Reverse Mortgage Stimulus

Congress recently signed in the reverse mortgage stimulus into effect to help downsizing seniors. They can conserve cash and not have any payments for the rest of their lives. Single family homes, condos, PUDs and other loans are all available. No origination fee and no monthly service fees are required.

Fannie Mae “Homekeeper” Reverse Mortgage is another type of mortgage that is similar to other FHA/HUD monthly programs. The limit on the “Homekeeper” mortgage is $417,000, but clients rarely select this option because the FHA currently has a $625,000 limit. The interest rate is typically 4.5% about the “One Month Certificate of Deposit Index.”

Will I Be Able to Pass on My property to My Heirs?

Clients that do a reverse mortgage may sell the property, pay off the property with life insurance or will it to a surviving family member. The survivor may then refinance the remainder of the mortgage into a regular mortgage and pay the balance due on the home. Heirs may also have access to any equity remaining in the property. If the person dies with no heirs, the lender will accept the title of the property as payment in full until the time of death.

Reverse Mortgages and Property Taxes

Clients that obtain reverse mortgages will be required to pay property taxes annually. Other than property taxes, seniors receive their property tax free. The reverse mortgage actually pays the client to remain in the property until their time of death. There is not cap on the age that a person may live with a reverse mortgage. Principal reductions are also allowed if the senior client decides to take advantage of the property.

How are Interest Rates Calculated?

Interest rates are calculated by the government. An initial rate will be set at the time of closing of the reverse mortgage loan. Some reverse mortgages have variable or adjustable interest rates that adjust according to the market conditions and other reverse mortgages are fixed rate for clients that desire predictability.

3 thoughts on “Reverse Mortgage Information”

  1. Property taxes are taxes assessed on prporety, normally based upon the value of the prporety. Have never heard of a “mortgage tax” but some jurisdictions to assess a tax for recording prporety deeds and transfers and since the mortgage usually requires an additional filing there could be additional taxes due to record the mortgage and/or record the lien release when it’s paid off.Most lenders require payment of a portion of the estimated prporety taxes (and homeowners insurance) with each payment. That’s not a tax but money held in escrow by the lender until they receive the tax bill and pay it. The amount that they pay on your behalf is deductible on your tax return if you itemize.References : Was this answer helpful?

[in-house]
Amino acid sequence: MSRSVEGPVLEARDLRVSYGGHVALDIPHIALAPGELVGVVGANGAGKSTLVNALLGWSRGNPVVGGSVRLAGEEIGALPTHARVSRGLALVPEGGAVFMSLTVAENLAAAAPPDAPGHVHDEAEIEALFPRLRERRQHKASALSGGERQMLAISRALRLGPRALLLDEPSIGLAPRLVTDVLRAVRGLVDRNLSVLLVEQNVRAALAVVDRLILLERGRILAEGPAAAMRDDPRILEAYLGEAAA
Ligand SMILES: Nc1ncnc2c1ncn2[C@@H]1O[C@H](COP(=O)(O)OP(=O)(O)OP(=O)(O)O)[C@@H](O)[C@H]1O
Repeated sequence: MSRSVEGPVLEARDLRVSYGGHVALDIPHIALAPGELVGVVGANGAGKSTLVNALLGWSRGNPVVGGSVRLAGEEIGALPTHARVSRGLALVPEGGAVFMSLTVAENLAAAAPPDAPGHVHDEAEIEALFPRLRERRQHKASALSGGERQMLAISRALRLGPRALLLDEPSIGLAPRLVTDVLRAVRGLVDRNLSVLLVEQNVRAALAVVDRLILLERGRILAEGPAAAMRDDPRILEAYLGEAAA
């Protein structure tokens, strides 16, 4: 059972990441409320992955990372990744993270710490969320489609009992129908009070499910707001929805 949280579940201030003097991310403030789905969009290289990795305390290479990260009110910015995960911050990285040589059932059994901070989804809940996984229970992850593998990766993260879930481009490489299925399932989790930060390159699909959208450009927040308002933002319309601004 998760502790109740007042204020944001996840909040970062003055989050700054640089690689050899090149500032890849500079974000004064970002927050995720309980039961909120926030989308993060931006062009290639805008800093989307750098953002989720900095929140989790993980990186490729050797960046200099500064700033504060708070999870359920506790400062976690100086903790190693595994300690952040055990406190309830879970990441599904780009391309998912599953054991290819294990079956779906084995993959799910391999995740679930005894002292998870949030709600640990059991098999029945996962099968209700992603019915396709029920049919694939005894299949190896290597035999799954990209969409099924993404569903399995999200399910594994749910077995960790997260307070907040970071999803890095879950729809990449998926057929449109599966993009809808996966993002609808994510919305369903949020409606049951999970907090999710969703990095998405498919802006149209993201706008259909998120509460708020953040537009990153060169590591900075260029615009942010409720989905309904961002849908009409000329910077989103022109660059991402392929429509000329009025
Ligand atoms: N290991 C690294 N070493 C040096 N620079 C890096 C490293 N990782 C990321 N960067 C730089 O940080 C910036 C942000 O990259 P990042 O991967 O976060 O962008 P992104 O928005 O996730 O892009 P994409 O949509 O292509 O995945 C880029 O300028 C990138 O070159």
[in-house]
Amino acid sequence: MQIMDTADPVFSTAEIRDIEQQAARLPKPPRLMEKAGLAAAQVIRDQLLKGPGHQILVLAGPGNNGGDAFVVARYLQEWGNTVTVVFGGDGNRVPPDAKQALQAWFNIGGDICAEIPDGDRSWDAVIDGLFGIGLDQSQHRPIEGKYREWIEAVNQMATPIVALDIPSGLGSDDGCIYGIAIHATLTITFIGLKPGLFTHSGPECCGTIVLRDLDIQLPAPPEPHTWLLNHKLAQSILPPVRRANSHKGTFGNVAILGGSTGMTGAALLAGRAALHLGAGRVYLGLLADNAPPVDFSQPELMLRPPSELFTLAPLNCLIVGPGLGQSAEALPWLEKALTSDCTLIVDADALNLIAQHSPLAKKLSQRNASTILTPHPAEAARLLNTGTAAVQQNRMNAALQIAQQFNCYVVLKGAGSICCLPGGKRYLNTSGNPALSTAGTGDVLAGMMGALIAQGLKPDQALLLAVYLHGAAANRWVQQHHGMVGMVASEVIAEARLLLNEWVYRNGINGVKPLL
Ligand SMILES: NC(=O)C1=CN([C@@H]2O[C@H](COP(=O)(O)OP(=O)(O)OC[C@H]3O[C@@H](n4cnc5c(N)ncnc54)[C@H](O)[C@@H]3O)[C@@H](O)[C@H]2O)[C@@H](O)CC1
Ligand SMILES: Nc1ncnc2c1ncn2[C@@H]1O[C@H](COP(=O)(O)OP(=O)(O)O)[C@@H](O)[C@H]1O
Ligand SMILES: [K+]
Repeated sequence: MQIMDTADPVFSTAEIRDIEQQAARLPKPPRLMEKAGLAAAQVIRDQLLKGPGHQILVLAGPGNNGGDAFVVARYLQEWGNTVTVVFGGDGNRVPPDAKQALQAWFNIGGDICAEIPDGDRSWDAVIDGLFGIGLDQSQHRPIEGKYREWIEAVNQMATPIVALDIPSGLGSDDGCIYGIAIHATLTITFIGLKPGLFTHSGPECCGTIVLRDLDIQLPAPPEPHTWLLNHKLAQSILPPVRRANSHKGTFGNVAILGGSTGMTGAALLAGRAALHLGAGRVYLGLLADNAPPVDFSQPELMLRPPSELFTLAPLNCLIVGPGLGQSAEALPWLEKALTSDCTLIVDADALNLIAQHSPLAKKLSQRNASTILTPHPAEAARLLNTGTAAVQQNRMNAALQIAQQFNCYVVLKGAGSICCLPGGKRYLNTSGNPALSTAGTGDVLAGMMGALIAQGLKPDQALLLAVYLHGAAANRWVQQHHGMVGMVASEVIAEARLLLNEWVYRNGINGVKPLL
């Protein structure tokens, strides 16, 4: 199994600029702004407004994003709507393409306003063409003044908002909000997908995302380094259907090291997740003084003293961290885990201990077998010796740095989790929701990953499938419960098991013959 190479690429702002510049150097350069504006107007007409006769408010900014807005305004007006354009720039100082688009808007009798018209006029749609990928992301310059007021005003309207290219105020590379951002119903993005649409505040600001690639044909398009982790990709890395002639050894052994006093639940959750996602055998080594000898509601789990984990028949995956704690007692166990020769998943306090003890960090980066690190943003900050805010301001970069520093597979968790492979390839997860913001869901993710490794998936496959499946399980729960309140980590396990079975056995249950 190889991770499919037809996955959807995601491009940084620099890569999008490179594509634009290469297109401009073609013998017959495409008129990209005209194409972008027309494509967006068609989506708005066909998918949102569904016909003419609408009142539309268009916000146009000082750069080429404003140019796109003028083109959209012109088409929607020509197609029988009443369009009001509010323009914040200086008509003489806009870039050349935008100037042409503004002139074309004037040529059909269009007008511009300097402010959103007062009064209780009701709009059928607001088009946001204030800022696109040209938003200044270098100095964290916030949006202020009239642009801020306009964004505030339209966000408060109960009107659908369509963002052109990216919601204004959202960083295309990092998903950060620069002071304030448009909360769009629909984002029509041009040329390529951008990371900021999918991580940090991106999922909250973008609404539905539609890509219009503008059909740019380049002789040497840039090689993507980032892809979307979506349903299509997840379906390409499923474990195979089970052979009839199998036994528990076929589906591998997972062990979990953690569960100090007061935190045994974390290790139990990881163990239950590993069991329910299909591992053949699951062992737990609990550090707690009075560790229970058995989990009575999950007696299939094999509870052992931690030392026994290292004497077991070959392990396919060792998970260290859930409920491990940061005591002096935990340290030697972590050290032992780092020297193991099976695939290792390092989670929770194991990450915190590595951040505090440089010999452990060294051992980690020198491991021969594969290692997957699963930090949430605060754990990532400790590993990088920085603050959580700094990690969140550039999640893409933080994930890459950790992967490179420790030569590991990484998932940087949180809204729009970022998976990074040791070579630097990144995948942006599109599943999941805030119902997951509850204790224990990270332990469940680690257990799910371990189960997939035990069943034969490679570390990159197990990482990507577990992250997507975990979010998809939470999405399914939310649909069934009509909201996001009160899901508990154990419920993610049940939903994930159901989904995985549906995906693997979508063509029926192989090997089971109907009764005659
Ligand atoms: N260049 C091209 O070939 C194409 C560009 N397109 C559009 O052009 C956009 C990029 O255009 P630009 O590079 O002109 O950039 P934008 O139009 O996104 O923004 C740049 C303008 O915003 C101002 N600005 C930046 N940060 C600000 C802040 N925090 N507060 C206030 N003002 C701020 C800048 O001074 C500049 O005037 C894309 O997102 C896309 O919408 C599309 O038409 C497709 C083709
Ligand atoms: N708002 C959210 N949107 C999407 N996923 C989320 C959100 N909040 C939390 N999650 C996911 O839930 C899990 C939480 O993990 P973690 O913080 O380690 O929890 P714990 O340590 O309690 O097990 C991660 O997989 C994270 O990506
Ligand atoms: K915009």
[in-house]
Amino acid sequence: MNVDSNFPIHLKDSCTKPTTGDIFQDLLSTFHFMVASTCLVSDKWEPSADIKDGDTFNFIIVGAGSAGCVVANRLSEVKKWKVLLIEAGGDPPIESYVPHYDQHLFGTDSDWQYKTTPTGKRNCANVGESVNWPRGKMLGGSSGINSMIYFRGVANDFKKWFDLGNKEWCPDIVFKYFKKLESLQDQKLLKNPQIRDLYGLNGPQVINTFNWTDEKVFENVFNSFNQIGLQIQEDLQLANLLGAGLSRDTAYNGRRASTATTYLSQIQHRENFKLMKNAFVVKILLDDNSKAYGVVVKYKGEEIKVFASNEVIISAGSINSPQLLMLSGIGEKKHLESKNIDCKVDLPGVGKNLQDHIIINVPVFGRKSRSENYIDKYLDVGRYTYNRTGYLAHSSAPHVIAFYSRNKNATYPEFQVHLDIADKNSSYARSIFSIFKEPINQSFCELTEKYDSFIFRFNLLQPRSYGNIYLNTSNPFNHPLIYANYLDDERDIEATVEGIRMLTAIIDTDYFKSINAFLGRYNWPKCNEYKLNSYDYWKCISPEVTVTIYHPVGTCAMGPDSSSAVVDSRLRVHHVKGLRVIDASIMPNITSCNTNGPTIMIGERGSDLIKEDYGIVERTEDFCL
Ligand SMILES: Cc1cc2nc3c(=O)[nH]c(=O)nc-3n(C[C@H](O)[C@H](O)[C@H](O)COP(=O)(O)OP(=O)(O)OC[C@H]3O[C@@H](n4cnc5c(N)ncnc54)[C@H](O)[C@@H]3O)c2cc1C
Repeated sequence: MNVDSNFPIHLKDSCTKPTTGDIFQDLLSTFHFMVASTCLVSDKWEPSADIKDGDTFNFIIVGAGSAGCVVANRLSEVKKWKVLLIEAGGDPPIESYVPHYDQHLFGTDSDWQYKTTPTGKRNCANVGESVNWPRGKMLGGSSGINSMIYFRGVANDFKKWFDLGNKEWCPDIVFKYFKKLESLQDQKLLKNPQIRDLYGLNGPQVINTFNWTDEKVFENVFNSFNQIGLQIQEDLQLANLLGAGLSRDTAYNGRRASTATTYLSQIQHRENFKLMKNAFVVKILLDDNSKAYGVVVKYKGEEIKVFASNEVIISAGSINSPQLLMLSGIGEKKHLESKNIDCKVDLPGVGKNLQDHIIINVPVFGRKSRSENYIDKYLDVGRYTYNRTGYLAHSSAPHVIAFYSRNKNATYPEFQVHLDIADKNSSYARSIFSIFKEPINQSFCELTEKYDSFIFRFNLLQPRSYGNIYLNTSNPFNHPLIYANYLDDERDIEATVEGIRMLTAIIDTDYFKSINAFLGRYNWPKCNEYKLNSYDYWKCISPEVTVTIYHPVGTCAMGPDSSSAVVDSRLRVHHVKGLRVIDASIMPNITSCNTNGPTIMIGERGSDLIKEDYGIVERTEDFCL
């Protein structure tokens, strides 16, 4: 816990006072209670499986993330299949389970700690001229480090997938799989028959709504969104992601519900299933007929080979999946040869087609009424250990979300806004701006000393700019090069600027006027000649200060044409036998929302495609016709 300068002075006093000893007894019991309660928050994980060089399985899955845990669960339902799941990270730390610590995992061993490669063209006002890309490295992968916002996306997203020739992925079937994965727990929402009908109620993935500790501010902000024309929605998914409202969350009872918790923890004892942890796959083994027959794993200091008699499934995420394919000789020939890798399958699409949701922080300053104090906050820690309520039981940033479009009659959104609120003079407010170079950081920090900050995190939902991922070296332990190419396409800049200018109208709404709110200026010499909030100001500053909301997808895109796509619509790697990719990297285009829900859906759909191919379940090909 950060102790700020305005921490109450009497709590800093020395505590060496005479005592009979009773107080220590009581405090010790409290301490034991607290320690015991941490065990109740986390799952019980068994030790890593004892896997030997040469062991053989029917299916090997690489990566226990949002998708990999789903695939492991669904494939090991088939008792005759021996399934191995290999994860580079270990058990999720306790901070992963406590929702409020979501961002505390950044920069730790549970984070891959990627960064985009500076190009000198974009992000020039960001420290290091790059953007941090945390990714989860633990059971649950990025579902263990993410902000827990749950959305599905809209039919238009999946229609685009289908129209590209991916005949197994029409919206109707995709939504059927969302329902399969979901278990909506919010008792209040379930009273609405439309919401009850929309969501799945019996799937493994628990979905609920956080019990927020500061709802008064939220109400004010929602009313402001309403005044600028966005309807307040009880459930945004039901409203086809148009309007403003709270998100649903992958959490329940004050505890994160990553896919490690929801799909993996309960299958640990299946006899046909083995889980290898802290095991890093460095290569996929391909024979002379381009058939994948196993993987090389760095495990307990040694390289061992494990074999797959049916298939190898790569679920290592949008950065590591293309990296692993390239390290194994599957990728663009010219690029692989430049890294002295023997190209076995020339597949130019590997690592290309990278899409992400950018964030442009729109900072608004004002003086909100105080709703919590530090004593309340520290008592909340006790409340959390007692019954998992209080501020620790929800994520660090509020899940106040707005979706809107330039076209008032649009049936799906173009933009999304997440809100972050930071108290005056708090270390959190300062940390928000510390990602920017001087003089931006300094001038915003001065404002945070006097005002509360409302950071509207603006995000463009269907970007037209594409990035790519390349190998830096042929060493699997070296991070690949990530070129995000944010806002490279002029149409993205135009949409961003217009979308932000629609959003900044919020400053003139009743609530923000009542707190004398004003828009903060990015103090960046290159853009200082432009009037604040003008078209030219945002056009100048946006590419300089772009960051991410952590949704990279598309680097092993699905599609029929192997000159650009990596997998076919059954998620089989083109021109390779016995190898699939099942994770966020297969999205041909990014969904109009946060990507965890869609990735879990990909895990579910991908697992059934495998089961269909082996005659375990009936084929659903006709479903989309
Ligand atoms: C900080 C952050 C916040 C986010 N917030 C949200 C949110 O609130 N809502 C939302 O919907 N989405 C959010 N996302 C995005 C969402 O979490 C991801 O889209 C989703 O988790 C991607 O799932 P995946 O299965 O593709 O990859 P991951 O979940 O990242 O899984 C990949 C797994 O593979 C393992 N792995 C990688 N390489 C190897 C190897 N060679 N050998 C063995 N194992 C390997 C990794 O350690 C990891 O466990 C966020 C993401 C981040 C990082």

2. Good information! I read somewhere else that reverse mortgage is way different that conventional mortgages. The best thing about this type of mortgage is that it releases the equity amount in just a single payment. this means a reverse mortgage will not bother the home owners with any more payments . Another deference is that if home owners prefer monthly payments from the equity under their reverse mortgage, the lender will increase debt on property each month.

  3. Reverse mortgages are often attractive to seniors in need of additional monthly income to meet living expenses. However, one possible pitfall for some, not addressed by the article above is the impact the reverse mortgage would have on eligibility for Medicare benefits. Generally loan proceeds, including reverse mortgages count as assets. In other words, your “income” increases. As a result, there is a risk that one could become ineligible for Medicaid if the wrong type of payout option is selected. It is very important for all seniors considering a reverse mortgage to discuss this specific issue with their loan officer.